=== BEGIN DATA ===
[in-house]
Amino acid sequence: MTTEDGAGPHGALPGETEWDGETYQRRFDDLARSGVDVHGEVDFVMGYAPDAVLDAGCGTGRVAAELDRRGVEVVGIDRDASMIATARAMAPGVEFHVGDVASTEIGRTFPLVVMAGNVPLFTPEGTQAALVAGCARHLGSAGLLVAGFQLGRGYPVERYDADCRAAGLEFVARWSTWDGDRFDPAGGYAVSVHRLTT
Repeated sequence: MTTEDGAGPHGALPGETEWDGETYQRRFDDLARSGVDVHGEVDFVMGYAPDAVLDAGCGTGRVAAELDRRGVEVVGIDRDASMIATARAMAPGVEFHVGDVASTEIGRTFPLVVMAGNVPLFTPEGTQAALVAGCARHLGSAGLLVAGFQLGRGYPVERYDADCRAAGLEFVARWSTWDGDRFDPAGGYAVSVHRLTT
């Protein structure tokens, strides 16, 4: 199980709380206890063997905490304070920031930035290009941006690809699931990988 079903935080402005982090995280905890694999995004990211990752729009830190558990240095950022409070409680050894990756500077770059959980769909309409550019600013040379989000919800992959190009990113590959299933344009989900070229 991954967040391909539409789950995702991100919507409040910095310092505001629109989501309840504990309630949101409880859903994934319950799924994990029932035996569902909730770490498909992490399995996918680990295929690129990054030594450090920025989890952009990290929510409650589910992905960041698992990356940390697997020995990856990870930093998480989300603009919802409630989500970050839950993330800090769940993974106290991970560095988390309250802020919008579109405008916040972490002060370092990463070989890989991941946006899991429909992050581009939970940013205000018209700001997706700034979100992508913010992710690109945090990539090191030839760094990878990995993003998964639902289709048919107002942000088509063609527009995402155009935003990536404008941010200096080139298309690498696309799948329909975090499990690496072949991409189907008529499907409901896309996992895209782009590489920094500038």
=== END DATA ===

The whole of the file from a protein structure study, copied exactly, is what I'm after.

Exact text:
[in-house]
Amino acid sequence: MTTEDGAGPHGALPGETEWDGETYQRRFDDLARSGVDVHGEVDFVMGYAPDAVLDAGCGTGRVAAELDRRGVEVVGIDRDASMIATARAMAPGVEFHVGDVASTEIGRTFPLVVMAGNVPLFTPEGTQAALVAGCARHLGSAGLLVAGFQLGRGYPVERYDADCRAAGLEFVARWSTWDGDRFDPAGGYAVSVHRLTT
Repeated sequence: MTTEDGAGPHGALPGETEWDGETYQRRFDDLARSGVDVHGEVDFVMGYAPDAVLDAGCGTGRVAAELDRRGVEVVGIDRDASMIATARAMAPGVEFHVGDVASTEIGRTFPLVVMAGNVPLFTPEGTQAALVAGCARHLGSAGLLVAGFQLGRGYPVERYDADCRAAGLEFVARWSTWDGDRFDPAGGYAVSVHRLTT
């Protein structure tokens, strides 16, 4: 199980709380206890063997905490304070920031930035290009941006690809699931990988 079903935080402005982090995280905890694999995004990211990752729009830190558990240095950022409070409680050894990756500077770059959980769909309409550019600013040379989000919800992959190009990113590959299933344009989900070229 991954967040391909539409789950995702991100919507409040910095310092505001629109989501309840504990309630949101409880859903994934319950799924994990029932035996569902909730770490498909992490399995996918680990295929690129990054030594450090920025989890952009990290929510409650589910992905960041698992990356940390697997020995990856990870930093998480989300603009919802409630989500970050839950993330800090769940993974106290991970560095988390309250802020919008579109405008916040972490002060370092990463070989890989991941946006899991429909992050581009939970940013205000018209700001997706700034979100992508913010992710690109945090990539090191030839760094990878990995993003998964639902289709048919107002942000088509063609527009995402155009935003990536404008941010200096080139298309690498696309799948329909975090499990690496072949991409189907008529499907409901896309996992895209782009590489920094500038």